Takes a little more time...ok could be a lot more time! It could be a long process, but the first step is to go out and see if you even like the home, write an offer, and your buyers agent can take it from there!... more
The closer you are to a train station the better, always. Convenience is a huge factor in determining where to live. While there are some who might prefer not to be within site of a station or be bothered by the sound of trains going by, there's a much larger group of people who pay the premium for the shortest possible walk to the station.
I think a station nearby can only increase your property value.... more
Well, why did you switch??? how long ago did you did you switch??? did you go back for second look already?? Why?? because the current agent presented to property to you??? does the current agent know another agent showed you the property previously???? did you .......?
Without a doubt, you always -- ALWAYS -- want to visit your local building and/or inspectional services department and ask them these questions. Every town is different, so you want to know the local regs and guidelines so you don't get hammered for doing something the wrong way. Some towns are more strict, some are more lax. But make friends there, emphasize that you're there because you want to do it the RIGHT WAY -- they love to hear that! -- and you'll surely be in their good graces, all the while making invaluable contacts in the process for your next project!... more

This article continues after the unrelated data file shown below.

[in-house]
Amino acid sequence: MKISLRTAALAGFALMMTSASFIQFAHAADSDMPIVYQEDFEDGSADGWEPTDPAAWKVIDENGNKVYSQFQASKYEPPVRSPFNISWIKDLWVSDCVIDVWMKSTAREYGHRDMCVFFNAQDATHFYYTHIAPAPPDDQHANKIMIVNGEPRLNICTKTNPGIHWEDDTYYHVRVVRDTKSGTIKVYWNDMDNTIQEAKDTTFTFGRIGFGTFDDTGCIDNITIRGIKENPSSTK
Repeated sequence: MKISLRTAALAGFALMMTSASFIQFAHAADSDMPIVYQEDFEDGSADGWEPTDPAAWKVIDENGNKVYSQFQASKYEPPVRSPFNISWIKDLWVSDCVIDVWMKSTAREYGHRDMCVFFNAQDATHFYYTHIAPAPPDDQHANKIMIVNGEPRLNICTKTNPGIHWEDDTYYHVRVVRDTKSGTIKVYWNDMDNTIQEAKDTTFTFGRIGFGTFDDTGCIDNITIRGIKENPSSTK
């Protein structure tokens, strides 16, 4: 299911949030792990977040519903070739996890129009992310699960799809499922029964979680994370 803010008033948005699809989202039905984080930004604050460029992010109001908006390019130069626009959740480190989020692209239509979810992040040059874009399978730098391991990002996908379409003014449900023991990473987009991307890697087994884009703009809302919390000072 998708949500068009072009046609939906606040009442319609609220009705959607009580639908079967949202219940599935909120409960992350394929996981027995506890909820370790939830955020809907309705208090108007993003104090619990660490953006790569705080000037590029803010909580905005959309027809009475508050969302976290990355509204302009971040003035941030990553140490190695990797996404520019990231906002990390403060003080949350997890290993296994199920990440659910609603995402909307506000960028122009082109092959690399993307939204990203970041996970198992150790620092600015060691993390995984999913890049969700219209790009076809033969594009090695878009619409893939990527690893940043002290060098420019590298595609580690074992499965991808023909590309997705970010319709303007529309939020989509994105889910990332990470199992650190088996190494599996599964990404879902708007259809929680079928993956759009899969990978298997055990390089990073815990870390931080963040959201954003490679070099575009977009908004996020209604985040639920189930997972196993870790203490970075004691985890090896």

Maria, your situation is interesting, so I asked a lender (someone I have worked with a lot and trust) about it, and here is his reply and suggestions:
"The rule is in place and is real, it has been around for a few years. Several years ago, there was a lot of â€œhome flippingâ€ between family to get around the rules of lending... The rule is so generic it defeats the purpose in many cases such as what her family is doing.
Does the home need enough work that it would go into a rehab or construction loan?
I would have to check with the real estate law on this, but they could all buy the home, have the sister be the only one on the mortgage and the rest on title. After she gets the loan just remove everyone."
That last suggestion sounds like a good one, if all of your siblings are on good terms. If you want to pursue this, give him a call:
Vice President, Mortgage Network